The drums of tribalism are beating within the global economy. The kind of economic rhetoric brought back by Donald Trump, with both great fanfare and controversy, is now mainstream. 

The old world order is crumbling before our eyes, and new tribes and alliances are shaping up. Perhaps it’s just human nature. Perhaps it was inevitable this would happen. 

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But this collapse speaks volumes about the unique achievements of the past three decades. Not without flaws, globalisation built a platform where business interest was the glue binding the most unlikely partners. 

Today, it’s almost naive to think that the energy consumption of millions of people and businesses in western Europe should hinge on a single pipeline running from Russia to Germany. That pipeline, Nord Stream, is now in pieces, allegedly sabotaged by unknown forces, and energy will be rare currency in the upcoming winter months.  

However, up until a few months ago, Europe seemed blind to this risk. It was even willing to challenge the US’s strong opposition to activate Nord Stream 2 and deepen even further its dependence on Russian gas. 

Those days are gone. The pendulum has swung and tribalism has replaced globalism. 

Once again, the world is divided into the good guys and the bad guys — accolades that change hands as you move across borders — and sitting on the fence is no longer an option for governments and private companies. 

Even the UK had to learn this the hard way. In April, seven members of the US Congress wrote to president Joe Biden urging him to engage in “direct diplomacy” with his UK counterparts to block the sale of Newport Wafer Fab, a minor semiconductor producer based in Wales, to Nexperia, a Dutch firm controlled by a Chinese owner. “If diplomatic outreach is unsuccessful, we urge your administration to immediately reconsider the UK’s status on the CFIUS ‘whitelist’ [which exempts UK investors from FDI screening],” they wrote.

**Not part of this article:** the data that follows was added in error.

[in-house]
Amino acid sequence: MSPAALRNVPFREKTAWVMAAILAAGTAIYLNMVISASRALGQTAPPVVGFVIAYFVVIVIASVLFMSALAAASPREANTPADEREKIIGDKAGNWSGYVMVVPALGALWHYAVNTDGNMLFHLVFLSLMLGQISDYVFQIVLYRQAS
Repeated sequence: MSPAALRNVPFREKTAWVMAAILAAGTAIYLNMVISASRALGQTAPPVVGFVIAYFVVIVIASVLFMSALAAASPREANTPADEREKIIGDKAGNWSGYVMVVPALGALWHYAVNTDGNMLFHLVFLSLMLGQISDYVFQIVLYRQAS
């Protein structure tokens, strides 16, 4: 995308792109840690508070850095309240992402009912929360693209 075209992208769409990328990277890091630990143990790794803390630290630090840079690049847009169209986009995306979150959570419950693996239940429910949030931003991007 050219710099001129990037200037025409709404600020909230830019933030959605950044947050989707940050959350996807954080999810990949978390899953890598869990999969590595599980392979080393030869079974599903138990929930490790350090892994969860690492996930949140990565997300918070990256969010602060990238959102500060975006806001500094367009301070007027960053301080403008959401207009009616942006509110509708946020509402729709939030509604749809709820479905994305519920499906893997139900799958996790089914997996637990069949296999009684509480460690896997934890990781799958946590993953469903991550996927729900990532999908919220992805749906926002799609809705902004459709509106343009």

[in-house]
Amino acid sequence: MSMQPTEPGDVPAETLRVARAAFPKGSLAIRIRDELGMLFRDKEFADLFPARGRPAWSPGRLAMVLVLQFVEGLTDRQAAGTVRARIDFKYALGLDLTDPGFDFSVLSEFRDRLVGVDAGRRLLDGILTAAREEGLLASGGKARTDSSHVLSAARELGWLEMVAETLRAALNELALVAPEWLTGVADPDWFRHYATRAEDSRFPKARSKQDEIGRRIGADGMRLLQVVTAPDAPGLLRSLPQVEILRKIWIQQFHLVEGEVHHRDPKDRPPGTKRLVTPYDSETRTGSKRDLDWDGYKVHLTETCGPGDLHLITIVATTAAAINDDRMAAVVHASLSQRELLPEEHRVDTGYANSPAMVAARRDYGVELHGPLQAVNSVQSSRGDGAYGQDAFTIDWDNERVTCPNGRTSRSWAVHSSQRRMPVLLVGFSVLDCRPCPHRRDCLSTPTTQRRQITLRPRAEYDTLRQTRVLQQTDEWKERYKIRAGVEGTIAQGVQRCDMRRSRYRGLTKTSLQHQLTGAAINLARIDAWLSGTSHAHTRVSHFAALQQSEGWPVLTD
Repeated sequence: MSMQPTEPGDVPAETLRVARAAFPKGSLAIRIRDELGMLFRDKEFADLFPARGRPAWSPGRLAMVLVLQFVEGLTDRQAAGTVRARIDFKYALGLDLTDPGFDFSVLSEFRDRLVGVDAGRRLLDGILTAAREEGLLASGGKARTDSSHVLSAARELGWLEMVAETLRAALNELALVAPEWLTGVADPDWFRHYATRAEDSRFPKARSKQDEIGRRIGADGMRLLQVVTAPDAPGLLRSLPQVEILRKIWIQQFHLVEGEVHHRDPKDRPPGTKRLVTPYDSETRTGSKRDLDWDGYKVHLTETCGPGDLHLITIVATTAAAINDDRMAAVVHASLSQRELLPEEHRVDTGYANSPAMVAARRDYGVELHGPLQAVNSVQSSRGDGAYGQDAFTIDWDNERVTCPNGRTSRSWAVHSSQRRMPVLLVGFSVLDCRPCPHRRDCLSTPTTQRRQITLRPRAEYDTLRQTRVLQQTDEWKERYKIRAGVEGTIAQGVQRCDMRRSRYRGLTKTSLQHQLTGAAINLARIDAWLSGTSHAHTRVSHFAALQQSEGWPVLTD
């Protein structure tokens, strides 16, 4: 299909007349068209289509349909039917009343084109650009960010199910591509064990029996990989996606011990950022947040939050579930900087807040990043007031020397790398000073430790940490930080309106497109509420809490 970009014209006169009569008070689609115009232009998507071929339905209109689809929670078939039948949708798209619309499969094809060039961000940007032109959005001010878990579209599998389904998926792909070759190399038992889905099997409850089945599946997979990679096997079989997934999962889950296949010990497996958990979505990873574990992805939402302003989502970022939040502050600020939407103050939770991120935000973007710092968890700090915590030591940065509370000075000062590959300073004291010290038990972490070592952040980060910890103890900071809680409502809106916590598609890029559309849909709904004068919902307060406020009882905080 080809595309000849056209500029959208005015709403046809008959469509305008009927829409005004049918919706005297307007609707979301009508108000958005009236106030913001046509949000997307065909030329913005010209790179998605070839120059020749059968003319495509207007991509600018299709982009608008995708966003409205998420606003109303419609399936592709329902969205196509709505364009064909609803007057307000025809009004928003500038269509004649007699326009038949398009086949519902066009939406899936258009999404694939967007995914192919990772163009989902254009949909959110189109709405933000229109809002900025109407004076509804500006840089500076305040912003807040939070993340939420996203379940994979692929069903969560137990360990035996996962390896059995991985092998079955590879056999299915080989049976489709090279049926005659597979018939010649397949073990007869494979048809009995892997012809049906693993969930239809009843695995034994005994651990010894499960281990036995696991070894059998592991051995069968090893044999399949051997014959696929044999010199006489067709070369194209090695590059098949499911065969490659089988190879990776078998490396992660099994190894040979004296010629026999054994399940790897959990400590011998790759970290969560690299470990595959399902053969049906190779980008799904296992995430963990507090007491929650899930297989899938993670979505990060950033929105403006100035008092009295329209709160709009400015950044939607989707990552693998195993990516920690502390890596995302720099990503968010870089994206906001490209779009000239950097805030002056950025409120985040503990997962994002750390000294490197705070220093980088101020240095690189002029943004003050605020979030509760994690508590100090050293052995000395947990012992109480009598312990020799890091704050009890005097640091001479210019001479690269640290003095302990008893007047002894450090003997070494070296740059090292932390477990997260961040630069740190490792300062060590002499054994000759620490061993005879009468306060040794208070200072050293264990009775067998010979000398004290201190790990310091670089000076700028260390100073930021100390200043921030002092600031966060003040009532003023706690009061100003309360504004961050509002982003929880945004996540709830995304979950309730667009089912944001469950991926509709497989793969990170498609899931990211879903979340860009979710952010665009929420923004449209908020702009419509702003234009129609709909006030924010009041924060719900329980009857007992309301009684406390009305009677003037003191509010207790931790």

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The UK government, which had initially cleared the transition, launched a full probe on security grounds in May.  

Choosing sides has already translated into the proliferation of new geopolitical platforms with the most disparate purposes. Among others, the US has proposed the Chips 4 alliance with Japan, South Korea and Taiwan to secure the supply of semiconductors and prevent it from falling under Chinese influence. Similarly, the White House has launched the Minerals Security Partnership to bolster critical mineral supply chains among partner countries, while the UK has tried to resurrect the idea of D-10 — a proposed platform for 10 democracies to set the rules on 5G technology. None of these initiatives have lived up to their original ambitions so far. 

But tribalism is a domestic play too. Major economies the world over are doubling down their efforts to bring back manufacturing to their countries. They all share great ambitions of developing local supply chains in strategic industries, meaningful expenditure of public money and the overarching goal of disengaging with China. 

No matter the level of public funding and political weight governments are willing to throw at these plans, they are all playing a tricky catch-up game with China. Its outcome is set to define the contours of the tribal economy of tomorrow.

This article first appeared in the October/November 2022 print edition of fDi Intelligence. View a digital edition of the magazine here.